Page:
Top Trends in Allied Therapy Travel in 2022
Looking for some new career options this year? Opportunities abound for allied health travelers in 2022 who are ready to pack their bags for the next interesting assignment.
“There is definitely an increase in opportunities and an increase in rates,” said Eleni B., manager of recruitment with Med Travelers, a top allied health staffing agency. The upturn reflects the latest in travel therapy trends.
“The travel market has spiked,” added Aaron Q., senior principal of recruiting at Med Travelers. “The market has bounced back to pre-COVID-19 levels and even stronger.”
When COVID-19 first hit the United States in March of 2020, with elective procedures on hold, physical therapy (PT) and occupational therapy (OT) travel opportunities took a hit, Aaron said.
Many traveling therapists accepted permanent positions, but now with travel positions returning, opportunities exist for newer graduates, Bouzas.
What to Look for in Allied Travel Therapy This Year
Travel therapy trends
Allied travel trends in 2022 include high demand for physical therapists. The demand is the strongest it has been in six years, with more than 1,000 opportunities available across the country for licensed PTs as the year began, Aaron said.
Occupational therapist jobs also have bounced back strongly, he added.
Demand for speech-language pathologists remained strong in school and skilled nursing settings, and now it has increased in acute care and outpatient settings.
Organizations “are understaffed in general,” Eleni said.
Healthcare travelers often seek out warmer climates in the winter, just as snowbirds follow the balmy weather. But during the summer, the Pacific Northwest and Northeast are more popular, Aaron and Eleni added.
Allied health travelers can work full time, accepting three or four travel contracts annually, taking some time off between assignments. Those who do make a full-time commitment receive health, dental, vision and retirement benefits.
Allied travel in 2022
Opportunities exist for allied health travelers in all states and in rural, suburban and urban settings. Travel assignments for PT and OT are strongest in acute care, home healthcare and outpatient. For speech-language pathologists, demand is strongest for skilled nursing and school settings.
Some organizations have had allied traveler assignments posted for weeks, as the desired rehabilitation professionals remain elusive. This leads to higher pay rates, as facilities try to lure travelers who can provide care for their patients.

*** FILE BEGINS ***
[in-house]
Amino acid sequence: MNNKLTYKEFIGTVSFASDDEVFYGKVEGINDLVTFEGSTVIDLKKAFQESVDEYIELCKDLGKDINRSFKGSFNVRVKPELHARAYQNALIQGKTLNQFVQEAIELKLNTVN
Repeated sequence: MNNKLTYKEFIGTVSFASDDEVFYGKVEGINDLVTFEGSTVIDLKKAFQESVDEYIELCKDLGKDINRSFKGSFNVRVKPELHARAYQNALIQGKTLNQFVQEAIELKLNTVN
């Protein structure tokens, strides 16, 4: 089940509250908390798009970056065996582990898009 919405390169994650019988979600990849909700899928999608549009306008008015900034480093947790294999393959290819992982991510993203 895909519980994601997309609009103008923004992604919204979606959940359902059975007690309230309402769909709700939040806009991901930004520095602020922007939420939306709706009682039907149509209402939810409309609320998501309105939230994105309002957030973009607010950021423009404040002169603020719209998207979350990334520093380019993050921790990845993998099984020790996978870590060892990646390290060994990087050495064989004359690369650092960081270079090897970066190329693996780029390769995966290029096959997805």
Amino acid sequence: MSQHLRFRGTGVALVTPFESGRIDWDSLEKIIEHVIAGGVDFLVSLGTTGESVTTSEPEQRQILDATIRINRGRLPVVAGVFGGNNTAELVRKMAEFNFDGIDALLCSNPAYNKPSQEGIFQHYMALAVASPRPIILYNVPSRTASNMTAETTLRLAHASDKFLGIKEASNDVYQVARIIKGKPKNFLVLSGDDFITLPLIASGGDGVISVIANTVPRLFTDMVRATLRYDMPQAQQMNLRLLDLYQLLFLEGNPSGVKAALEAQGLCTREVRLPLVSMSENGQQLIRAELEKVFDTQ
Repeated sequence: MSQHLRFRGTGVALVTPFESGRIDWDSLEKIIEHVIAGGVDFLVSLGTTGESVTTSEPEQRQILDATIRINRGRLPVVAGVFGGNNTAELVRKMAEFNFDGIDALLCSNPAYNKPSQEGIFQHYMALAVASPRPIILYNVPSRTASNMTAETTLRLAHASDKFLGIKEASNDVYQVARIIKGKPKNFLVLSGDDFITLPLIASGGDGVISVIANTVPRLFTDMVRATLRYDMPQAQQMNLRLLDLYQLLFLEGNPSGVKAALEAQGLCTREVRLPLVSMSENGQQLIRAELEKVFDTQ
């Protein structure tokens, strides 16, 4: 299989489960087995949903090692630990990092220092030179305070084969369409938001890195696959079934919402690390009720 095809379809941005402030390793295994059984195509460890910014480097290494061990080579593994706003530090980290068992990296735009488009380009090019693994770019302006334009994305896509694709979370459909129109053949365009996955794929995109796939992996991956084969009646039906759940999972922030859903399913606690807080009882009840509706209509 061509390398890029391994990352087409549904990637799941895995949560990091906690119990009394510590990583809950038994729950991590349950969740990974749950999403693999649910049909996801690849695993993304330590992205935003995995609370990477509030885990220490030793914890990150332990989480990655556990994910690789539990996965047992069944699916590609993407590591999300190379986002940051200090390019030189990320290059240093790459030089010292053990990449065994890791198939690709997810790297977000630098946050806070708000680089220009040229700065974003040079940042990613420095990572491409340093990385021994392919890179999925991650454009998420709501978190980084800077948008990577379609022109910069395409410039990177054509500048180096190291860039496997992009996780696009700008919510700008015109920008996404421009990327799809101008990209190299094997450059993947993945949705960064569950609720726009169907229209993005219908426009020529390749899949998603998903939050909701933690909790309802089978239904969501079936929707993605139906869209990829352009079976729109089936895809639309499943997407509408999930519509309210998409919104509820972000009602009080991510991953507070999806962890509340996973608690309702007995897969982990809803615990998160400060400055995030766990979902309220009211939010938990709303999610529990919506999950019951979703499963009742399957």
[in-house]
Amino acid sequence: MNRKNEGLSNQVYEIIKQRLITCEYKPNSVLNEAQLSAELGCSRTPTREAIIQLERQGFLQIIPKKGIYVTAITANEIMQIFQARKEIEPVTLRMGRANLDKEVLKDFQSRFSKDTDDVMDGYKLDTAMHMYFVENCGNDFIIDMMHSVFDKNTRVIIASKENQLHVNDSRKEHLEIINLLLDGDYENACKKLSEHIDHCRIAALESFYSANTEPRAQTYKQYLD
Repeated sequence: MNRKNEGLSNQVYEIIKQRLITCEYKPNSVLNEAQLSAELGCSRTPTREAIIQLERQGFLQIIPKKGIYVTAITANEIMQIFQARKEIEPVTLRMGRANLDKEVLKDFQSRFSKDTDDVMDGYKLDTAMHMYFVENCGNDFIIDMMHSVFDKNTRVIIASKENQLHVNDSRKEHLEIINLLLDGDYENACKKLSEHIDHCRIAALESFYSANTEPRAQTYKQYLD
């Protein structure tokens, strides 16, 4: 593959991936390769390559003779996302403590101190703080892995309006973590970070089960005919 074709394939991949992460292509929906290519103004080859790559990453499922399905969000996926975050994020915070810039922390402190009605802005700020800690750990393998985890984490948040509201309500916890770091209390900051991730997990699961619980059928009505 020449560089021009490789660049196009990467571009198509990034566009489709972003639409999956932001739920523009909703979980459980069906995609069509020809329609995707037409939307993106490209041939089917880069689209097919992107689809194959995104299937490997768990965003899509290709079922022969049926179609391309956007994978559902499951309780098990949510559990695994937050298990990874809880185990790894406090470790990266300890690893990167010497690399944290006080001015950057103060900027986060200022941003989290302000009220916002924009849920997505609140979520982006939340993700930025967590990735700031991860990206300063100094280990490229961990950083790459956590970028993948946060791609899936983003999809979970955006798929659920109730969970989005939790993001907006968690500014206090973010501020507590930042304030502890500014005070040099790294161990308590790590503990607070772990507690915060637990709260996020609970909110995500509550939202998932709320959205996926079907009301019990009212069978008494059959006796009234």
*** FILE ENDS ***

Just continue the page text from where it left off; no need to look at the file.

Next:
Sometimes, organizations will be flexible about prerequisites, such as requiring candidates to have at least a year or two of experience, when demand for allied travelers exceeds supply.
Vaccine mandates are also affecting the job market, due to some variations in state and local requirements. Fortunately, allied health recruiters are available to help travelers navigate the varying policies and client requests.
For PTs, more states are joining the Physical Therapy Licensure Compact. Thirty-four states already participate, making travel and licensing in these states easier.
More and more clinicians are deciding to try out allied health travel together with a fellow therapist or nurse. Kalie S., manager of recruitment, and Kimberly C., senior principal recruiter with Med Travelers, work together, placing teams in the same or in nearby facilities. The recruiters present the option to facilities.
“New grads, especially, like to take the leap to travel with a friend,” Kalie said. “There are more opportunities for teams, and that makes it easier to navigate now.”
Some of the teams are friends, others might be spouses. They may or may not work together but will be able to share housing expenses and explore the destination with a buddy. Teams should remain flexible about locations or setting.
“They are molding their way together and learning from one another,” Kimberly said. “It’s absolutely possible to travel together, with the needs so high. It’s a lot easier than it used to be.”
Advice for new allied travelers
As a growing number of facilities become more flexible with newer graduates or clinicians who have not traveled in the past, travel opportunities are opening up for those rehabilitation professionals ready to see the country.
“We are placing more new grads than we have ever before,” Aaron said.
Med Travelers will help candidates apply for licensure in other states. And licensure can take several weeks. The company will reimburse that expense. Additionally, travelers will need to provide credentialing items, such as shot records, a physical, basic life support and other certification documentation.
“Whether new grads or seasoned in their profession, new travelers should be financially prepared to go out on a traveling adventure,” said Rachel K., manager of recruitment for Med Travelers, “Getting started, there are upfront costs for credentialling items or travel to the destination that we reimburse for. It’s extremely worth it.”
In addition to hourly pay, allied health travelers also receive weekly housing and meal stipends when traveling more than 50 miles from their tax home.
For travelers who prefer not to use the company-arranged housing, Rachel recommends looking at different housing options, such as extended stay hotels or a room in someone’s home. Housing can cost extra in large cities, but outside of the urban core, costs can be less.
“The jobs are out there,” she said. “The physical therapy and speech language pathology [opportunities] are huge.”
Travel therapy trends remain strong for allied travel in 2022. Now is a great time to see the country and experience practicing in different work settings.